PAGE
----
A new initiative is working to remind UTM students to stay nine metres away from doorways when smoking near the entrances of buildings on campus.
The UTM Health and Counselling Centre and Campus Police Services are working together to distribute resource cards to smokers who agree to move nine metres away from entrances.
In addition to a “thank you” message, the cards provide information regarding resources available on campus for students looking to quit, which include free nicotine replacement therapy gum, patches, and counselling.
According to health education coordinator Chad Jankowski, the goal of the resource cards is to “provide [campus police] with a tool to help engage with students who smoke, in a positive, supportive way, and to help make sure students are aware of the resources available should they want them”.
Although smoking within campus buildings is not permitted under both the Smoke Free Ontario Act and the University of Toronto Smoking Policy of 1995, not smoking within nine metres of entranceways at postsecondary institutions is not covered under either regulation.
“When we find people smoking near entranceways, we are asking them if they would move away to smoke. We are also handing out these cards,” said campus police manager Robert Messacar in an interview with The Medium.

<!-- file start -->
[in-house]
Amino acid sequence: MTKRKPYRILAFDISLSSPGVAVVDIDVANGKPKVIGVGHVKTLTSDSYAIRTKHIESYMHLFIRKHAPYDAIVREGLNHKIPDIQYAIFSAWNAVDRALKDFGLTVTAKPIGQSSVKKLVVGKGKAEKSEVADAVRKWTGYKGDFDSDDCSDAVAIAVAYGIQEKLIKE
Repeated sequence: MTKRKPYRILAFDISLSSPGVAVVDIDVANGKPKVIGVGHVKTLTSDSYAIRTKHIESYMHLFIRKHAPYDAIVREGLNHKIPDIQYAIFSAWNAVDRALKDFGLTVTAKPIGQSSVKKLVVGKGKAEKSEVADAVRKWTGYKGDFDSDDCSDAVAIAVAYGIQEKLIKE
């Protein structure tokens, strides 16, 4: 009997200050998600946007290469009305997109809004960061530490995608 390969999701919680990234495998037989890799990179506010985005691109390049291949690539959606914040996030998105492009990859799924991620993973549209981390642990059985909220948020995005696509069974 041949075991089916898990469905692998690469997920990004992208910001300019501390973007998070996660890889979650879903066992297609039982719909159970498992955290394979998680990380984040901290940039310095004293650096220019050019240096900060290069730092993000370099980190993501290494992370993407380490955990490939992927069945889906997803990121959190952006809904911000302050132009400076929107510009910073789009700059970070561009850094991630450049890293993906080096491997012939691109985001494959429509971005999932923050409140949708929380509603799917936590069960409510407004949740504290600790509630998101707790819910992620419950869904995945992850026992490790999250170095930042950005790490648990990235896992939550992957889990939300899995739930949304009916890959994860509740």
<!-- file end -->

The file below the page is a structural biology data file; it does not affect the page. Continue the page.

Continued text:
According to Messacar, a $305 fine can be issued to those found smoking inside of campus buildings, while campus police officers and patrollers seek voluntary compliance from smokers when asked to move nine metres away from the doorways, asking them to respect other people who do not want to be exposed to secondhand smoke.
The HCC’s Leave the Pack Behind, a peer health education team focusing on tobacco education, reduction, and cessation, is responsible for chalking entranceways to outline the nine-metre distance smokers are asked to stand from doorways.
“Our team, along with Campus Police, encourages smokers to stand away from the doors and thanks those who are already doing so,” said Jankowski. “Both of our departments respect the right of smokers and focus our messaging on education rather than enforcement.”